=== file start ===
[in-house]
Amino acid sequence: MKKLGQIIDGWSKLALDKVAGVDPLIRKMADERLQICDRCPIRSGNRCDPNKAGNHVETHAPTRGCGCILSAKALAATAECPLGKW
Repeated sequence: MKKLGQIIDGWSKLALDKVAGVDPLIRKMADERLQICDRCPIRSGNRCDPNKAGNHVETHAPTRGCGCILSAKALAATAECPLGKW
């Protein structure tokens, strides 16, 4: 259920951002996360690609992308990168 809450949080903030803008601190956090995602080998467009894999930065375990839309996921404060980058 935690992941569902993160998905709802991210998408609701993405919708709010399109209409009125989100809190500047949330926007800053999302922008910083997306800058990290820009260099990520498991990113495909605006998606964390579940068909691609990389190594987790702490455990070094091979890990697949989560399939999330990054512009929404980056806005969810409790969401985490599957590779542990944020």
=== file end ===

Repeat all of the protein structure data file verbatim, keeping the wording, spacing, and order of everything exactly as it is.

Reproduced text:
[in-house]
Amino acid sequence: MKKLGQIIDGWSKLALDKVAGVDPLIRKMADERLQICDRCPIRSGNRCDPNKAGNHVETHAPTRGCGCILSAKALAATAECPLGKW
Repeated sequence: MKKLGQIIDGWSKLALDKVAGVDPLIRKMADERLQICDRCPIRSGNRCDPNKAGNHVETHAPTRGCGCILSAKALAATAECPLGKW
């Protein structure tokens, strides 16, 4: 259920951002996360690609992308990168 809450949080903030803008601190956090995602080998467009894999930065375990839309996921404060980058 935690992941569902993160998905709802991210998408609701993405919708709010399109209409009125989100809190500047949330926007800053999302922008910083997306800058990290820009260099990520498991990113495909605006998606964390579940068909691609990389190594987790702490455990070094091979890990697949989560399939999330990054512009929404980056806005969810409790969401985490599957590779542990944020």